Compressed used clothes
Set of 100 (each piece 8 x 3 x 3 inches)
Born 1980 in Gujarat, India, Manish Nai attained a Diploma in Drawing and Painting from the L.S. Raheja School of Art in Mumbai. He has held solo exhibitions at Kavi Gupta ElizabethSt.; Galerie Karsten Greve, Paris; Galerie Karsten Greve, St. Mortiz; Galerie Mirchan-dani + Steinruecke, Mumbai; Galerie KarstenGreve, Cologne; and Galerie Gebr. Lehmann, Berlin, among others. In 2014, Nai was selected for the Kochi-Muziris Biennale.
Coming from a family of textile merchants, Manish Nai began right at the beginning of the early 2000s to exploit the opportunities offered by jute, a plant fibre widely used in India, mainly in clothing and in the construction sector. Diverted from its original destination, jute compressed by the artist and agglomerated to recovered cardboard, becomes the raw material of monolithic sculptural ensembles with striking and perfectly straight edges. Contiguous to a wooden structure, Manish Nai’s compressed sculptures fall within the frontier of two and three dimensional planes.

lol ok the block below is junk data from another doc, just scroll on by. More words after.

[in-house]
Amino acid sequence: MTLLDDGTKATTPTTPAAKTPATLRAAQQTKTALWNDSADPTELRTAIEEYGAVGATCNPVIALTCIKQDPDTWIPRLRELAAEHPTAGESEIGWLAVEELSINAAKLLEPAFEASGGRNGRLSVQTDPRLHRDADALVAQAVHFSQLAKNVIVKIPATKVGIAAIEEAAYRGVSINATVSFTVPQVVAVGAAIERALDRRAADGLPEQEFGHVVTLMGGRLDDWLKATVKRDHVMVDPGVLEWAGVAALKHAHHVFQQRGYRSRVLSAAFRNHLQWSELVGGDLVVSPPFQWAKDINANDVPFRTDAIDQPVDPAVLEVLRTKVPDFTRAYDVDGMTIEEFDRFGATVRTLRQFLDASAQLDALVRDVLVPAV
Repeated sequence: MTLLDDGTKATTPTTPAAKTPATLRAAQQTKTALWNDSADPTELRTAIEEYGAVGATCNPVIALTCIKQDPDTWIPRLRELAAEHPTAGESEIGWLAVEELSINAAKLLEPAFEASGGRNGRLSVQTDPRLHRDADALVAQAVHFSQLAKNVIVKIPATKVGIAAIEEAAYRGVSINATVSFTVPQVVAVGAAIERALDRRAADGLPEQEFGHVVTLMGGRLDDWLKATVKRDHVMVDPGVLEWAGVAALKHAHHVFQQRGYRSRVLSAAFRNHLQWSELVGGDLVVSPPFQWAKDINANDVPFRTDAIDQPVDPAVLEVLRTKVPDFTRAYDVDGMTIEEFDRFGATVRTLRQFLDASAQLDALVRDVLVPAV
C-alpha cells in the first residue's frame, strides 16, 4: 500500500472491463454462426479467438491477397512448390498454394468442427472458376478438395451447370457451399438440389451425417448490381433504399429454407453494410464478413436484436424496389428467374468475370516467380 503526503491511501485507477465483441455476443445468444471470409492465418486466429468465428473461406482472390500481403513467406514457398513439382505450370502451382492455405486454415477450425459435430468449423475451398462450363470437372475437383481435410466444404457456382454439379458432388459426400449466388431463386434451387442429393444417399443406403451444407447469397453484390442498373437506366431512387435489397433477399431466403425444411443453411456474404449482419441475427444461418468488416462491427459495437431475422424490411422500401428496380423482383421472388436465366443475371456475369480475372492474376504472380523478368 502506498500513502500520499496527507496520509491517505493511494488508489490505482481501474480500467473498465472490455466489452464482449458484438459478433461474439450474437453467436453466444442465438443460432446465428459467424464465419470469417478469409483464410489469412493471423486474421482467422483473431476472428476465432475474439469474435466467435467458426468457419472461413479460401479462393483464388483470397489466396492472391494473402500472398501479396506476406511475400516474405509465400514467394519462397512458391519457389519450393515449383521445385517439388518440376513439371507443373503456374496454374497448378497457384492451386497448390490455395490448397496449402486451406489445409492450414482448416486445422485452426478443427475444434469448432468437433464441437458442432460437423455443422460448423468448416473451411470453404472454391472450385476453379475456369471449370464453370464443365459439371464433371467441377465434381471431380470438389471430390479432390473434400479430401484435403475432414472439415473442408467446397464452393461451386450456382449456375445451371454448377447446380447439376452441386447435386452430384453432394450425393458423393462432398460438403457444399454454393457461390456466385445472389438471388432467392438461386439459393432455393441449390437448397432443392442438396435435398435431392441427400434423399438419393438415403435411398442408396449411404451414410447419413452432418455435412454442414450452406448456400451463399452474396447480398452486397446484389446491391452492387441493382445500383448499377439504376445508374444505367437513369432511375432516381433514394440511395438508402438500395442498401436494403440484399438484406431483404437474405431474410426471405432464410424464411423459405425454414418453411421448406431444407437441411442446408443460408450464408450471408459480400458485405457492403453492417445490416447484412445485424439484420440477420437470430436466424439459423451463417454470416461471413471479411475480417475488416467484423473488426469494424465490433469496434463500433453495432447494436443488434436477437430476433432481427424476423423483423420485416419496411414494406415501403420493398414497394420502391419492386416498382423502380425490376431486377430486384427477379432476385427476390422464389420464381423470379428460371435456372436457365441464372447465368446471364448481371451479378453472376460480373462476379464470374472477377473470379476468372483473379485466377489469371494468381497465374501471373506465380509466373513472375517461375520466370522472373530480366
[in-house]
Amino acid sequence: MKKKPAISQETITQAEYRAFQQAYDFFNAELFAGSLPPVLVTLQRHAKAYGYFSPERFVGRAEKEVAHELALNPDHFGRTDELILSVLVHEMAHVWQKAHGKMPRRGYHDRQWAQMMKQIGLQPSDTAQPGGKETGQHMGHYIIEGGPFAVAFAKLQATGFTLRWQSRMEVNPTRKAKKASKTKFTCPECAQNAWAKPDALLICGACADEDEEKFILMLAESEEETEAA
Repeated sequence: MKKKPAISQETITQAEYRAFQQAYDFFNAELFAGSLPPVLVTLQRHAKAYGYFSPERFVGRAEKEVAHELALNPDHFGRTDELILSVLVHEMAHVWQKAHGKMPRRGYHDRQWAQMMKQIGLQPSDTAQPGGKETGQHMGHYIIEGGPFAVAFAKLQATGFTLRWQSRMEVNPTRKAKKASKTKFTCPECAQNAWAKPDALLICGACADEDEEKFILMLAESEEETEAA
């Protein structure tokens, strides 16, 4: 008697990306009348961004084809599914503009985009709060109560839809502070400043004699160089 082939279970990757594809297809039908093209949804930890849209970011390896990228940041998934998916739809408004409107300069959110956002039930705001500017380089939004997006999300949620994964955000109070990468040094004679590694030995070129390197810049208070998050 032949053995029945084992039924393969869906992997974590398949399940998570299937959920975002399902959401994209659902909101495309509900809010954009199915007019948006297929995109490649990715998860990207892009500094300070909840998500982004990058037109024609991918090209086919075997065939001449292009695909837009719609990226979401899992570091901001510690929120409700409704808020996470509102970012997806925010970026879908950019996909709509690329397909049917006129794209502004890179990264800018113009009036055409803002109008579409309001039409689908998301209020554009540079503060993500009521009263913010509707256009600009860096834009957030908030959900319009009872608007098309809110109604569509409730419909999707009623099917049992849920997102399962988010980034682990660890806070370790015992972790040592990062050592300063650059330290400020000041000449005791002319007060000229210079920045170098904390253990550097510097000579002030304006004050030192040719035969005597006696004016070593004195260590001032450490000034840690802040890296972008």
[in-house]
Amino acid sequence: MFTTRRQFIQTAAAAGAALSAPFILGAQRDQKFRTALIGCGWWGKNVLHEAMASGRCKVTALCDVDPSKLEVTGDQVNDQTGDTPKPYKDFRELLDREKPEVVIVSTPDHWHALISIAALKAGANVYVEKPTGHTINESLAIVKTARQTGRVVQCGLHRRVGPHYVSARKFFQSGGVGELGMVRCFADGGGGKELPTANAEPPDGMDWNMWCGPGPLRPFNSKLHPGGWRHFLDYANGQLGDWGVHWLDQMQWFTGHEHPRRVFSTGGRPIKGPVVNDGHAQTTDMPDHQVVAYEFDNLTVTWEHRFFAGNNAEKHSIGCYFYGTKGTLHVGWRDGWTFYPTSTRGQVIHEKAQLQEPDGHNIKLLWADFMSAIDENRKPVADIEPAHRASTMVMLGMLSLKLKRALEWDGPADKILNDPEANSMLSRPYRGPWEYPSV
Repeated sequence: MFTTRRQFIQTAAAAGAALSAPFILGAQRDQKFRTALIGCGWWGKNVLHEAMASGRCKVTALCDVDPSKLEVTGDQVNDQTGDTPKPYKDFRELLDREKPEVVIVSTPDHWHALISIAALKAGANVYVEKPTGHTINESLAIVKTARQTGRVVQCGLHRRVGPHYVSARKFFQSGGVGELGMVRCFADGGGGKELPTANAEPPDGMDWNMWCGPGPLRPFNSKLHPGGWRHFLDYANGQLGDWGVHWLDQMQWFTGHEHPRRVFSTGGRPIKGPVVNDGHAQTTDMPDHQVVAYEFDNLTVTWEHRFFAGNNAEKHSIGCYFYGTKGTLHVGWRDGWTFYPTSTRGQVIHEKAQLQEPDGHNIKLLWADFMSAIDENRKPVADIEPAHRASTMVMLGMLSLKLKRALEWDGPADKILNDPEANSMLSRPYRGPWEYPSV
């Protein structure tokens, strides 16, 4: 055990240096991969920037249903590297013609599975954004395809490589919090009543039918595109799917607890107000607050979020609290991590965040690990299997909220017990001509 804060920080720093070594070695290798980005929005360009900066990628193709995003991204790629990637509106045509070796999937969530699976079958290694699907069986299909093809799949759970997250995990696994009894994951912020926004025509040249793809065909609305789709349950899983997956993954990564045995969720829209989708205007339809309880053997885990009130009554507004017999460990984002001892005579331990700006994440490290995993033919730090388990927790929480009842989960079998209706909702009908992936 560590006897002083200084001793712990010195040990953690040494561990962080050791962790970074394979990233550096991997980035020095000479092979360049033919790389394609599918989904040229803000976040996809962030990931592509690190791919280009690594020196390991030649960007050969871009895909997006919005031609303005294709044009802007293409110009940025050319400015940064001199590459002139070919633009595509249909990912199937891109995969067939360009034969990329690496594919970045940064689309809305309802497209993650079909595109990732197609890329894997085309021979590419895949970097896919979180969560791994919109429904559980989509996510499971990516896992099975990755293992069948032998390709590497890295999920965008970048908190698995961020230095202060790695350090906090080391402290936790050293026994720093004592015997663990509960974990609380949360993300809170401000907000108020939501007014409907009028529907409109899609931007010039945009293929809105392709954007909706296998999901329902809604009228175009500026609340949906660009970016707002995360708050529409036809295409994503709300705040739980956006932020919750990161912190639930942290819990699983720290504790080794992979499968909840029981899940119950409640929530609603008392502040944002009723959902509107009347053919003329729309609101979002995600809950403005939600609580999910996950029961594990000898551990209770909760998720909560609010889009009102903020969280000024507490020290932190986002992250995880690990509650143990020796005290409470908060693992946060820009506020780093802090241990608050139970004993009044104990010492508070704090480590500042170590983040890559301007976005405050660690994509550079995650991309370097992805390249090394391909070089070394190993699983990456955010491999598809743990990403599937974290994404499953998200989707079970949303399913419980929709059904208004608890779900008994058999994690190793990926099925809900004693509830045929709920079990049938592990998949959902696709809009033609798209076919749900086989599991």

The Billboards series stem from a sociological exploration of public space in Mumbai. Following the recession that began in the global economy in 2008, a multitude of billboards were left partially vacant, without advertisements. Photographed on the roadside and then combined digitally and arranged by the artist, these compositions represent the concept of serendipity or happy coincidence: "Until the paper is torn, I have no idea what will appear on the wall." Abstract, geometric shapes and patterns emerge from this creative process, interspersed with disorganized snatches of words and phrases whose original meaning is supplanted by the aesthetic properties of the whole. More unique, the compressed sculptures made of newspaper along with the assemblage of colourful recycled cloth sticks stem from the reuse and sustainability of objects that generally have an ephemeral life. Intimately linked to the Indian way of life, the country counting nearly a hundred different newspapers, in nineteen languages, the newspaper sculptures are compressed and moulded around a lightweight wooden frame.
Using material that was both modest and quintessentially Indian, like jute and newspaper, Nai’s pieces were and are studies in tedious complexities that, once completed, are presented as a tightly organized unit. The media that Nai uses are usually cheap and ubiquitous, alluding to both hierarchies of artistic media and Indian social structures.
Manish Nai lives and works in Mumbai.
Courtesy of kavigupta.com, galerie-karsten-greve.com